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It may just come to that haha its for me lad but he wants have a bash with me to try make one so we gonna try haha

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Another daft question haha

 

I've seen some folk make knifes out for mower blades an files an rasps. An even with file ones tbey don't need a forge to make a blade. Can anything else be re used. I found a few old pairs or sheep shears I think they are? Proper rusty an unwanted so I grabbed em to see of they any good?? Any ideas if tbey are or should I bin em haha?

Touch it to the grinder and if you get fine bushy sparks it is most likely carbon steel and good to try making a blade with. Mild steel has long straight bright sparks and not good for blades.

 

Old stuff is usually better (less case hardening about in the old days) and if it has been some type of blade before the likely hood is it will work as a knife. The sheep shears will be thin, usually rely on a stiffener along the back if it is what i am thinking of, would be good for making small blades. Have used old garden shears myself for a heaver blade. Leaf spring, OLD files, circular saw blades all good to try.

 

Unless you can grind the whole thing without burning the temper ( anything other than yellow/bronze will kill the temper eg blue) you will need to heat red hot to the point a magnet won't stick let cool and let cool slowly (anneal) Grind your blade to shape at this stage.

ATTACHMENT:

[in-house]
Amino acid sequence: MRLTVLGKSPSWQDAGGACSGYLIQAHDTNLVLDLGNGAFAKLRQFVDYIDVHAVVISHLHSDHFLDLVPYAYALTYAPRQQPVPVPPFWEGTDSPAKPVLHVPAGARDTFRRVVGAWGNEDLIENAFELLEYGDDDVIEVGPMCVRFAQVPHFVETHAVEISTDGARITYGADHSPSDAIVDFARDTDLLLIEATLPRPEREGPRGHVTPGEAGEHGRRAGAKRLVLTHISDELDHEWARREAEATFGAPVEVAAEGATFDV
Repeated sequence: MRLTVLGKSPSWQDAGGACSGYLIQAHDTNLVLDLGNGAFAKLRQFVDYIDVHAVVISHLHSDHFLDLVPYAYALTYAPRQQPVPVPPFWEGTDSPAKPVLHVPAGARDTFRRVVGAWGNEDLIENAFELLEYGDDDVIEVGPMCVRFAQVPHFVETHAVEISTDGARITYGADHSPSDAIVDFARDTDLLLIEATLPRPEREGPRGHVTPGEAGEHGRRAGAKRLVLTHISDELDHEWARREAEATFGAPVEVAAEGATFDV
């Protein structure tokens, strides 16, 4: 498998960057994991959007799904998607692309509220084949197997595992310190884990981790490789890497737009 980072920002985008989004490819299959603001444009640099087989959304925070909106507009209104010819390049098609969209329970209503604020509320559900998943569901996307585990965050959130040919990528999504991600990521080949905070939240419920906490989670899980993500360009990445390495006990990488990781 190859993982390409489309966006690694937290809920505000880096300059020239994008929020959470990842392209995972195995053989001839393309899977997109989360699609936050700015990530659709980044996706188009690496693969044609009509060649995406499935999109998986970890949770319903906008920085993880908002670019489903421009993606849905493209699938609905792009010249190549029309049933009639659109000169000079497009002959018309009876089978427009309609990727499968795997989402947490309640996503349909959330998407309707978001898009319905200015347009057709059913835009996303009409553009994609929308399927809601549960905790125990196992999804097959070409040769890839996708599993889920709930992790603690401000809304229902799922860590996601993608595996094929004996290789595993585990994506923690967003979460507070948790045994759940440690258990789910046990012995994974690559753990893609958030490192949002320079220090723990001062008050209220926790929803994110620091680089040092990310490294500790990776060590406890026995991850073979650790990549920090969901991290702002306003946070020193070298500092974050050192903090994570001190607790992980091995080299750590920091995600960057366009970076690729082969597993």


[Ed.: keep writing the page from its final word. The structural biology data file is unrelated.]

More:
Next harden by heating to red hot again and quench in thin oil, old vegetable oil works well. (if you know the steel can stand it quench in brine or water which cools it faster and thus harder but more brittle and inclined to crack during quenching or soon after.) Leave it in the hardened state as little time as possible as prone to stress fracture, go straight on the tempering.

 

To temper rub the steel bright so you can see the color. Gently heat with gas torch NOT TOO FAST let straw color spread across the blade start at the thicker back and let it spread across to the thinner cutting edge. Take the heat off before the color reaches the thin cutting edge and it will continue to spread with the heat already in the blade. Don't quench at this stage but let air cool. If you blue the cutting edge you have to start again with anneal and harden.

 

Alternatively to temper bung it in the oven at 220ish Celsius(your oven stat may be different so experiment first with a cutting, should go the straw color. Turning to bronze is ok but don't let it go as far as brown and definitely not blue) and let it soak for half an hour or more. That's it ready to sharpen.

 

Tip: take a cutting of unknown steel you plan to use, spend as little time as poss and form something that resembles a cutting edge on it. Anneal, harden and temper it then sharpen it and try slicing stuff to see how it preforms. Better waste an hour or two doing this than spend 2 days working on a beautiful blade that cracks when you quench it or wont take an edge.

 

Have fun

 

Griff.